Salone News

Sierra Leonean’s Project Revives War-torn Town in Tonkolili

5 July 2007 at 01:24 | 218 views

By Abayomi Charles Roberts, Edmonton.

Canada is on the lips of every man, woman and child in a small town called Ro-Mano in the Tonkolili district of Sierra Leone. This is thanks to the resourcefulness, determination and kindness of one of their own, Memunatu Dura-Kamara(photo).

Since she arrived in Canada, in 2001, she has ’turned back’ to help the town in its uphill task of rebuilding after the war.

Memuna, as she is called for short, fled the war and spent some years in neighbouring Guinea before she was resettled in Canada by the UNHCR. She arrived in North America without several members of her family, some of whom were killed or went missing - and are feared dead.

She had a tough time as a refugee in Guinea but Memuna’s resolve to help others soon saw her as one of the refugee leaders in one UNHCR camp in western Guinea. She did her best among grossly deprived and traumatized compatriots who had invariably lost everything and barely escaped with their lives. The persecution they suffered at the hands of some of their Guniean hosts only made things worse.

Still Mumuna excelled in representing the interests of the hundreds of Sierra Leoneans who had placed their trust and hopes in her. This she did, dealing with greedy and hostile Guinean security personnel and civilians, and overwhelmed UNHCR staff. Before long few camp residents knew her real name. Everybody refered to her as ’Our Chairlady.

The Patriotic Vanguard recently zoomed on her exemplary project. She has even convinced a few Canadians to help her as she spearheded the building of structures for schools, a health centre and a mosque. In the beginning she raised funds by organizing a dance, to supplement her own savings and gifts from Canadians who helped her and her kids to settle down and adjust in their new home.She plans to do even more, as she gains more and more credibility.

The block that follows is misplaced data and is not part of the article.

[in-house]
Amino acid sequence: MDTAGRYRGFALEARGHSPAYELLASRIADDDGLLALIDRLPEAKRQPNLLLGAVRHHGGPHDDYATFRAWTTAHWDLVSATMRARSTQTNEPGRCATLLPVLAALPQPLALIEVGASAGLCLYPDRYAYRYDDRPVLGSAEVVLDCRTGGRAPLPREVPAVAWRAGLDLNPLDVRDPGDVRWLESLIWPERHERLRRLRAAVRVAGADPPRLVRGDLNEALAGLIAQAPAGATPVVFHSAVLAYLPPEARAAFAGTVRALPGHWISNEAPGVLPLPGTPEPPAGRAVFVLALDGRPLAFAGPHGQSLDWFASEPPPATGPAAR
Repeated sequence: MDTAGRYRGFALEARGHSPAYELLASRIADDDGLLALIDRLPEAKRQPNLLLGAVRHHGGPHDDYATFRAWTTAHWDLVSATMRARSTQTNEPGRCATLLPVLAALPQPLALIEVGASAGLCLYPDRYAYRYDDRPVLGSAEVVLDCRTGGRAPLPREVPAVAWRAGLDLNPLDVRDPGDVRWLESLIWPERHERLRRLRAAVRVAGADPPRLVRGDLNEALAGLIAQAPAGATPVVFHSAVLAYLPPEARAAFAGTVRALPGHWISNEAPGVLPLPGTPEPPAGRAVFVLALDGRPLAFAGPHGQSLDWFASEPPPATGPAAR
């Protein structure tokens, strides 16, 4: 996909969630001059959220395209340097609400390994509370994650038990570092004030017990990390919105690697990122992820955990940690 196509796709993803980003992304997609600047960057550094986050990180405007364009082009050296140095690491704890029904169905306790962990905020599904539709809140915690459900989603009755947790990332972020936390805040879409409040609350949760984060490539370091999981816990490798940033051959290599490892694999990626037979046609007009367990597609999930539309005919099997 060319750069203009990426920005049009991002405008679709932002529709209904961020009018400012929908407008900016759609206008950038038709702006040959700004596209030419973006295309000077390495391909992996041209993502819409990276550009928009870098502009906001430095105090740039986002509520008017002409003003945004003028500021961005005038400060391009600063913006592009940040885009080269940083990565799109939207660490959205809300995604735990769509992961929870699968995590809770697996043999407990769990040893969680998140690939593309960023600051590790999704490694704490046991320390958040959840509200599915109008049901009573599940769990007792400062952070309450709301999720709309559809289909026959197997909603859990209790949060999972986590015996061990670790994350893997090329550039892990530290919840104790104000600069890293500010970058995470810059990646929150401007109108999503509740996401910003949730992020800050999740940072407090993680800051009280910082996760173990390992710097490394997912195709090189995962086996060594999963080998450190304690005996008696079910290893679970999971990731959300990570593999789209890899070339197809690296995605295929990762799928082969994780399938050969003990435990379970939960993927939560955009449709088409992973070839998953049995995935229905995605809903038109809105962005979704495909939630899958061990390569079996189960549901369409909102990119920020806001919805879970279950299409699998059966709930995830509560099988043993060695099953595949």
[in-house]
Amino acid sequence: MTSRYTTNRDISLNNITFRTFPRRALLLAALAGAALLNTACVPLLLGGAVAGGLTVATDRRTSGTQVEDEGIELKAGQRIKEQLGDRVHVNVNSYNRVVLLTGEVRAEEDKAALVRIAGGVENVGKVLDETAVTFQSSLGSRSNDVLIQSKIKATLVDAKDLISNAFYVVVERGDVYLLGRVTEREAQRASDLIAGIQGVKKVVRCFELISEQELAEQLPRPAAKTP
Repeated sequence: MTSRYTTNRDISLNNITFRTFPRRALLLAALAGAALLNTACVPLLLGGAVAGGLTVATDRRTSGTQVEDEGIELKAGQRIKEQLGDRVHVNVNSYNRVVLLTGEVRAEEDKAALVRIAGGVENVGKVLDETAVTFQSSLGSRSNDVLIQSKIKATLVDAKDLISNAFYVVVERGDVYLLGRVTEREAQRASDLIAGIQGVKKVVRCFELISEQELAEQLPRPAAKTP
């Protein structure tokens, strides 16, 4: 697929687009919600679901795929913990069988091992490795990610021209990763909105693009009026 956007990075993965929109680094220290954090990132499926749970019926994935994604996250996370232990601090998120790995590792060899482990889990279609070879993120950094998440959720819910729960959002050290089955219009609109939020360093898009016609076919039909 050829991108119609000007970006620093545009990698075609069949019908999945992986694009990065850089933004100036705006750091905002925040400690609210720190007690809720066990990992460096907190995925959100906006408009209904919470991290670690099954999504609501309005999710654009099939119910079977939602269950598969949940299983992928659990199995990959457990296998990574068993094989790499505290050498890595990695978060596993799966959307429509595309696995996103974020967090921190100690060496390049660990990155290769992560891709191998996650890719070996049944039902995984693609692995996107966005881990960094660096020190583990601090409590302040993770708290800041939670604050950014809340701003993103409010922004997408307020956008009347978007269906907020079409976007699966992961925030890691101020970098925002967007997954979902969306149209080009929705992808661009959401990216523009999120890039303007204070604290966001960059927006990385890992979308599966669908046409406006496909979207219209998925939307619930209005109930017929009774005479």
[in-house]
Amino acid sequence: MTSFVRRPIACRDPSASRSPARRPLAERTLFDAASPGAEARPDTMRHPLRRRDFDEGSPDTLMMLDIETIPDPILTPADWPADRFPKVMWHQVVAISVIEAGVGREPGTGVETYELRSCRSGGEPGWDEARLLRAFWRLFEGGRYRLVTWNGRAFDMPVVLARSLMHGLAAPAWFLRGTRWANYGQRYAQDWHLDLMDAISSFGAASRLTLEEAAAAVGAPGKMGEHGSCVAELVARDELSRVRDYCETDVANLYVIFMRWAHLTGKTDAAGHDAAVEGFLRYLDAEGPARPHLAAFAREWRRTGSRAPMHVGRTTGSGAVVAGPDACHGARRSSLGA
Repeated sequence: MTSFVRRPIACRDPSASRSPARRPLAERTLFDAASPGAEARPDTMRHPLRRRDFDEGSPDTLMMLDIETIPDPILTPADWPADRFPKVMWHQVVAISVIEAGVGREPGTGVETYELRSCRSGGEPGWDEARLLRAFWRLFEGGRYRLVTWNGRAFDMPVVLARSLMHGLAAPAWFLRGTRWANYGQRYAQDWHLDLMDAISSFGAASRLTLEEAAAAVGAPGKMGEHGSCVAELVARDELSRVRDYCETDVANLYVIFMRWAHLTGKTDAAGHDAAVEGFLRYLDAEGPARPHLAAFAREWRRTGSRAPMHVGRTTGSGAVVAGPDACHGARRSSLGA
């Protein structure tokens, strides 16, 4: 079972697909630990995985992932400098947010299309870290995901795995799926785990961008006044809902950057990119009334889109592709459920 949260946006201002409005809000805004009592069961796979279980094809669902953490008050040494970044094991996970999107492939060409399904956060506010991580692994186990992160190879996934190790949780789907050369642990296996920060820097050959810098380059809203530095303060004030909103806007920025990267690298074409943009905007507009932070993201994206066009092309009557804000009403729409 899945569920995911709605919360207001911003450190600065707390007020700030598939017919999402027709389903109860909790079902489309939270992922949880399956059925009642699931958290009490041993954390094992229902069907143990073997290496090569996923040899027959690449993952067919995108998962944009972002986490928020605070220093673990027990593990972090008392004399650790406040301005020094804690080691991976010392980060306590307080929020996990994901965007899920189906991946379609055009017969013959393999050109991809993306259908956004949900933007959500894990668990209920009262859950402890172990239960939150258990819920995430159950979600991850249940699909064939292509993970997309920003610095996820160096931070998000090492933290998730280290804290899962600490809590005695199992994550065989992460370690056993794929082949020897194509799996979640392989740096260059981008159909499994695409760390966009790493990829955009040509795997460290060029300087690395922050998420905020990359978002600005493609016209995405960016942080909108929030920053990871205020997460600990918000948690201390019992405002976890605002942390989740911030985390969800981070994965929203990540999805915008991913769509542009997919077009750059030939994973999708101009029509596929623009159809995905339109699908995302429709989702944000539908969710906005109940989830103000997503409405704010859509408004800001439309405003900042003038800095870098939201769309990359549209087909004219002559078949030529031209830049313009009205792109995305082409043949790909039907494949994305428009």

Quite a few of the donor Canadians have, understandably, visited the town to see the progress made so far. Now Memuna clearly needs more assistance to help bring Ro-mano "back to life" as she said in one interview with Vanguard.

"I started off with my own little money, just to show my sincerity," she says. "ive come this far but it has not been easy; only the sad memories keep me going." She is now looking beyond her own purse and the few Canadians (in Edmonton) who have been aiding her cause. Memuna appeals to other individuals and groups/agencies anywhere outside Edmonton (and, indeed, Canada) to pitch in as a goodwill gesture.

The Edmonton community bears testimony as portrayed in a newspaer cutting, captioned: ’I just want to help my people.’ An excerpt in the Sunday December 11, 2005 edition of The Edmonton Journal, reads:

"In the living room of her rented Rundle Heights townhouse, Memunatu Dura Kamara watches video footage from a rural village in Sierra Leone. Scores of children are happy in their blue school uniforms. Dancing girls sing praises for the woman who "went to the white people’s country ...."

The video’s centrepiece is a humble nine-room building, made of homemade bricks, with a metal roof. It is the pride of Romano...It is named the Alberta Canada Primary School, in honour of the generous Canadians who donated to Kamara’s efforts to see it built."

Memuna, a christian, is a product of St. Joseph’s secondary school in Makeni.

Soon, the Vanguard will bring you a more comprehensive report on Memuna, along with quite telling photos. Watch this space.

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